verb (used with object)
- to draw up the bottom edge of (a curtain, drop, etc.) and fold out of view; bag.
- to secure (lines) with a clew.
- to carry a large amount of sail.
- to present an impressive appearance.
Origin of clew
Examples from the Web for clew
He had discovered the hidden passage and held the clew which he had so industriously sought.Edison, His Life and Inventions|Frank Lewis Dyer and Thomas Commerford Martin
The first thing we did was to clew up the three top-gallant-sails.Miles Wallingford|James Fenimore Cooper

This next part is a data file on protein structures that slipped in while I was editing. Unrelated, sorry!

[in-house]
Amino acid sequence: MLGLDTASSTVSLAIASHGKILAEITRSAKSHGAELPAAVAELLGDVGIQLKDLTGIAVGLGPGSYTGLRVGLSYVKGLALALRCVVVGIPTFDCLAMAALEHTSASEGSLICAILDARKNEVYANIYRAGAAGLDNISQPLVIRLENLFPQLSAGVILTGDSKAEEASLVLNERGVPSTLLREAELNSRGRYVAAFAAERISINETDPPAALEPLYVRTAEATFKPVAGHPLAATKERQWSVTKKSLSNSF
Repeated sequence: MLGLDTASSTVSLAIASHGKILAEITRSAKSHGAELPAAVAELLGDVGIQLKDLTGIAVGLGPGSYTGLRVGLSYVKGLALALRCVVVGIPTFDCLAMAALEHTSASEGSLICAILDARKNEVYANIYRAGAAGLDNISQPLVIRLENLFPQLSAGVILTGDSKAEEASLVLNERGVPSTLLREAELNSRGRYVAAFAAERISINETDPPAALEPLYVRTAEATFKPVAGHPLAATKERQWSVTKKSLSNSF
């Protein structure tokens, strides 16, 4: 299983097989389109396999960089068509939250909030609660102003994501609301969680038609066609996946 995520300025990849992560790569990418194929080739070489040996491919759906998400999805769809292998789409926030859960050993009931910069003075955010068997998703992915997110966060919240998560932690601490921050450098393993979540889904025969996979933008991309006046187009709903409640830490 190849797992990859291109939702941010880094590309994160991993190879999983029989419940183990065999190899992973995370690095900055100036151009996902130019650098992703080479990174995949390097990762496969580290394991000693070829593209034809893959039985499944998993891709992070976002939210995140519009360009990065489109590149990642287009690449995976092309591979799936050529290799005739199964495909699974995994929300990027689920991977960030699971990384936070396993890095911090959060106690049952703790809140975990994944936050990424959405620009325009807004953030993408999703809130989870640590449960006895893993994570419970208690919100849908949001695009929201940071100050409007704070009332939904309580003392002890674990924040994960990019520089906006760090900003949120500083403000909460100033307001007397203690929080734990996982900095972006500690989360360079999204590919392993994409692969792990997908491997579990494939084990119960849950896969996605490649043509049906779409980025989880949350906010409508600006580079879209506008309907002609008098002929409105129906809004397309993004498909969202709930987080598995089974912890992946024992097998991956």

Hoping for a clew, they examined the ground for his footprints, but could discover nothing.The Gilded Man|Clifford Smyth
She asked after him in the kitchen, and the express-messenger helped her to a clew by his account of the boy without a hat.Titan: A Romance v. 1 (of 2)|Jean Paul Friedrich Richter
I kept the clew by thrusting into the passage slender twigs; these it was easy to follow.Riverby|John Burroughs
British Dictionary definitions for clew
Word Origin for clew
Word Origin and History for clew
"ball of thread or yarn," northern English and Scottish relic of Old English cliewen "sphere, ball, skein, ball of thread or yarn," probably from West Germanic *kleuwin (cf. Old Saxon cleuwin, Dutch kluwen), from Proto-Germanic *kliwjo-, from PIE *gleu- "gather into a mass, conglomerate" (see clay).